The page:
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    • By News Reporter
      LG is rooted in the philosophy of open innovation – an open approach to innovation and facilitating collaboration to create a better life for all. These collaborative partnerships involve LG affiliate companies and extend to government, universities and research labs, with the goal to establish an open ecosystem of innovation that will benefit and empower all involved.
      Recently, the LG Toronto AI Lab welcomed 30 graduate students from various universities in South Korea to the
      link hidden, please login to view (CARTE) at the University of Toronto. The event – initiated and organized by the Toronto AI Lab in collaboration with CARTE – brought these talented students together to explore applied research partnerships in Canada and introduce them to career opportunities at LG. Sponsored by the South Korean government and managed through the University of Toronto’s Faculty of Applied Science & Engineering, the 6-month CARTE program accommodates students from a wide range of disciplines, including technology, engineering, and the natural and mathematical sciences and aims to inspire students to leverage AI innovatively in their respective fields.
      The selection for this program was competitive, drawing participants from among South Korea’s brightest. These selected students will engage in 10 industry projects, including three spearheaded by the LG Toronto AI Lab.

      Kevin Ferreira, Senior Director and Head of the LG Toronto AI Lab, shared, “Our collaboration with the University of Toronto and the South Korean government on the CARTE program aims to enhance our research capabilities and strengthen our talent pool. This event enabled us to present the extensive work undertaken at the LG Toronto AI Lab to an exceptional group of Korean students, laying the groundwork for deeper research collaboration.”
      Showcasing some of the Toronto AI Lab’s recent work, Manasa Bharadwaj, Senior AI Research Scientist, presented on behalf of the LG Toronto AI Lab’s Conversational AI team and their research into Responsible Conversational AI. The talk covered the motivation, technical details and results of the team’s 2023 published research titled ‘COUNT’ and ‘GPT-Detox’. The two paraphrasing approaches leverage unlikelihood training and prompt-based approaches respectively to convert unsafe text into safe text.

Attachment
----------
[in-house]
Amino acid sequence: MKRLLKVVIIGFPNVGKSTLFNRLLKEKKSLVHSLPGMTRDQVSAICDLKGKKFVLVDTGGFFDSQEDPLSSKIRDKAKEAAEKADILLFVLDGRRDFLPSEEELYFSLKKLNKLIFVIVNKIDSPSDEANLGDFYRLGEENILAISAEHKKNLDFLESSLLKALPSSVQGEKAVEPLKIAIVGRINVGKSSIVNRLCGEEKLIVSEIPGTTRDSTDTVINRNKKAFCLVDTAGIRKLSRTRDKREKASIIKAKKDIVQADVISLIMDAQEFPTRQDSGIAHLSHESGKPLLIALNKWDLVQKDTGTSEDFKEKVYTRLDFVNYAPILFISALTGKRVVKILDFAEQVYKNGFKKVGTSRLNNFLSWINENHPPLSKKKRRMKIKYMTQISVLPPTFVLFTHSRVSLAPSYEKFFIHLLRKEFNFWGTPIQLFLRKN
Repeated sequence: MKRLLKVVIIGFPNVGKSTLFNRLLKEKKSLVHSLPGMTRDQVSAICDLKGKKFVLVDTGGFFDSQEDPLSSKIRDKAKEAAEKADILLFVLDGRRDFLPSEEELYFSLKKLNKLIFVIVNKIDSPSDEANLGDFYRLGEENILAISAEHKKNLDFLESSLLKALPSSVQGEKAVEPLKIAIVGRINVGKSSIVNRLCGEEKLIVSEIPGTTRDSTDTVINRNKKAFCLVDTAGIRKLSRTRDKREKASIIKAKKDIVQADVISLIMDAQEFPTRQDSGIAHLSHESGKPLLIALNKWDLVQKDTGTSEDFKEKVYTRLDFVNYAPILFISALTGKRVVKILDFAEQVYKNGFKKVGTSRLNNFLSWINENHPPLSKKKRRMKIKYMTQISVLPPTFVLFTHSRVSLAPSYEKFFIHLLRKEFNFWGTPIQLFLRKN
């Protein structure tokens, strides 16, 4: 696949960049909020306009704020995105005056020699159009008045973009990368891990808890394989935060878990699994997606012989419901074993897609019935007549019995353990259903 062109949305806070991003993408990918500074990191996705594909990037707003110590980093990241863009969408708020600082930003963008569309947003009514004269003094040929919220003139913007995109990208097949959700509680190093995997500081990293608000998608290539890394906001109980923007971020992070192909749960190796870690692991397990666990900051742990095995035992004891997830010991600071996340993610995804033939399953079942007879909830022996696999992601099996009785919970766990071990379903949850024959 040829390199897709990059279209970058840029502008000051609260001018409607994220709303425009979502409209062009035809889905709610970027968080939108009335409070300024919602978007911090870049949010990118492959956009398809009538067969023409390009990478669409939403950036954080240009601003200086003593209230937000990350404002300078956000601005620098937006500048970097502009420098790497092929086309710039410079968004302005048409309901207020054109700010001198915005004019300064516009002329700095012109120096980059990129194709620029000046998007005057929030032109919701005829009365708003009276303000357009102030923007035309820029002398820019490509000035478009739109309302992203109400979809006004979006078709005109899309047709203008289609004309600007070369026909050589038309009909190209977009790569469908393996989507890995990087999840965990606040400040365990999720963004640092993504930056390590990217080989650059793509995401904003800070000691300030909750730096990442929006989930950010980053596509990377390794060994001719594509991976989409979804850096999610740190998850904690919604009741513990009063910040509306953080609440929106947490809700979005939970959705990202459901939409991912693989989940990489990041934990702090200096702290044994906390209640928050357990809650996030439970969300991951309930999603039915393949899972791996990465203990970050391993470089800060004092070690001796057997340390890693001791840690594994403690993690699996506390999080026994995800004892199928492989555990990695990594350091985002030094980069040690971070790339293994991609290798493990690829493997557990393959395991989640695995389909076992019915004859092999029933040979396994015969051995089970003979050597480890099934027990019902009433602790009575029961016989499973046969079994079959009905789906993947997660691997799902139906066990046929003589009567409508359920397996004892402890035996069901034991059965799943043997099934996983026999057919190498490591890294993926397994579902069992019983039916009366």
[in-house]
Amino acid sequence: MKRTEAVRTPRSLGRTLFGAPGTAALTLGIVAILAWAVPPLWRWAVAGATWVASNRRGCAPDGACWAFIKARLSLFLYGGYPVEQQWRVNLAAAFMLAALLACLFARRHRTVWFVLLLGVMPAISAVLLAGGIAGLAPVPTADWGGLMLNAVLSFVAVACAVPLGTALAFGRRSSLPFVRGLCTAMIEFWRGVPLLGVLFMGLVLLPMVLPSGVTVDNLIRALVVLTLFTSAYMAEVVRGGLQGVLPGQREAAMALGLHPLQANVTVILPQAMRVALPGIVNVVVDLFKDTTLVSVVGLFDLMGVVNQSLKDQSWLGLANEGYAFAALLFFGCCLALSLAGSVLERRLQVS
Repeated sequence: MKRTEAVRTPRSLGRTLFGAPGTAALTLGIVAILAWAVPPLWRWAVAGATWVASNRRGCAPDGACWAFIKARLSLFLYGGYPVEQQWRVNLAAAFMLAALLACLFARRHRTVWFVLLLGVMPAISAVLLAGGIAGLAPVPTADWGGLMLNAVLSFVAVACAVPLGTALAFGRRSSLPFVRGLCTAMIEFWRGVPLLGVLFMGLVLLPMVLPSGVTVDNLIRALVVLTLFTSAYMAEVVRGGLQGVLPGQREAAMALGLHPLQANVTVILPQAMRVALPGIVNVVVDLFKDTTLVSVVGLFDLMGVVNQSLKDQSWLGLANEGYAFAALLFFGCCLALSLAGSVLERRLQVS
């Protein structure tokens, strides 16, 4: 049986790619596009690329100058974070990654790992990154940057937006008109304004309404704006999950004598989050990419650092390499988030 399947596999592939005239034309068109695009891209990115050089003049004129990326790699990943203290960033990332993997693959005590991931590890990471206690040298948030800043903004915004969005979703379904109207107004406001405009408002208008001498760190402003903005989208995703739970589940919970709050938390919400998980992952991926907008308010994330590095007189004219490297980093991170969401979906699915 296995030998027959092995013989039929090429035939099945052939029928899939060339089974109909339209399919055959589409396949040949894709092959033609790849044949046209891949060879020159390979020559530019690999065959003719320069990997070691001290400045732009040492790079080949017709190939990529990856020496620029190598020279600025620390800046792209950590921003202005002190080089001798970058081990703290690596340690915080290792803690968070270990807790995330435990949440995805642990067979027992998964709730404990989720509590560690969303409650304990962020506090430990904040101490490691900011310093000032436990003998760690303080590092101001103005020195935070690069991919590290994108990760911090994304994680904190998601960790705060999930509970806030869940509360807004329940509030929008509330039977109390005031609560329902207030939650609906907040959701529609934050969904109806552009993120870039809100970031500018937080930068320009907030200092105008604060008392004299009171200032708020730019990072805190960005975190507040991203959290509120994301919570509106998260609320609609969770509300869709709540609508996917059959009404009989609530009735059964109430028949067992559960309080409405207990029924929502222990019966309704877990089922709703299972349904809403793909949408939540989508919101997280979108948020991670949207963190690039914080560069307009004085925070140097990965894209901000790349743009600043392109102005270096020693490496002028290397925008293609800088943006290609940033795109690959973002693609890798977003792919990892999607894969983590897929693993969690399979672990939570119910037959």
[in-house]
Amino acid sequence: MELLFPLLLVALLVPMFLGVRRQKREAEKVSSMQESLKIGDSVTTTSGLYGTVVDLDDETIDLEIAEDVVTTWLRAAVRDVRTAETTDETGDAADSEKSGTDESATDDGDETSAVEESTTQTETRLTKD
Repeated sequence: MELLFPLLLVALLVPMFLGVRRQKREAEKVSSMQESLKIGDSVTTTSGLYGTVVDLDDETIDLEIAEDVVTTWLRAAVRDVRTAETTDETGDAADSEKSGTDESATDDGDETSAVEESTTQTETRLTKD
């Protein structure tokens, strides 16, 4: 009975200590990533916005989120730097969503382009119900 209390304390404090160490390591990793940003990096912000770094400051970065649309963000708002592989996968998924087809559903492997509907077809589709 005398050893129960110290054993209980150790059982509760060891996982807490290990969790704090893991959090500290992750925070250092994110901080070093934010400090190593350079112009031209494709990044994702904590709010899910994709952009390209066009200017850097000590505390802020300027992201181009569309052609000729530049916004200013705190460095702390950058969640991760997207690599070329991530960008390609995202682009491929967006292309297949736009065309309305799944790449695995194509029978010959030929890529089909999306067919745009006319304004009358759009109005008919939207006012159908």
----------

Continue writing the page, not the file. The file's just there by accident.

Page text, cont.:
Mathieu Tuli, AI Research Scientist, presented on the work that the LG Toronto AI Lab Digital Human team conducts, highlighting FlowFace, the team’s recent CVPR) 2024 accepted paper. The talk provided detail on why FlowFace is an important innovation for the community at large, and how it affects the rest of the Digital Human pipeline.
      Thi Ha Kyaw, Staff AI Research Scientist, presented an introduction to quantum computing and quantum algorithms in general, and why quantum is worth pursuing in the current quantum utility era. He also presented his team’s recent result on super-exponential catastrophe of quantum algorithms in noisy quantum hardware.
      During their time in the program, students will participate in graduate-level intensive courses in Machine Learning and AI, delivered by the University of Toronto’s Department of Mechanical & Industrial Engineering. They will also benefit from tailored AI support services provided by CARTE, including research and training in AI for academic and industry partners.

      Furthermore, students will have the opportunity to attend several applied AI seminars at the University of Toronto and engage with AI and machine learning projects across various sectors, including industry, government, and non-profits. A dedicated workspace will also be available to them, fostering collaboration and allowing them to apply their knowledge and skills within Toronto’s thriving AI ecosystem.
      The program will conclude in late June, where selected students will present their projects to industry partners, showcasing their achievements and the potential for future innovations in AI.
      Contributed by LG Canada
      # # #

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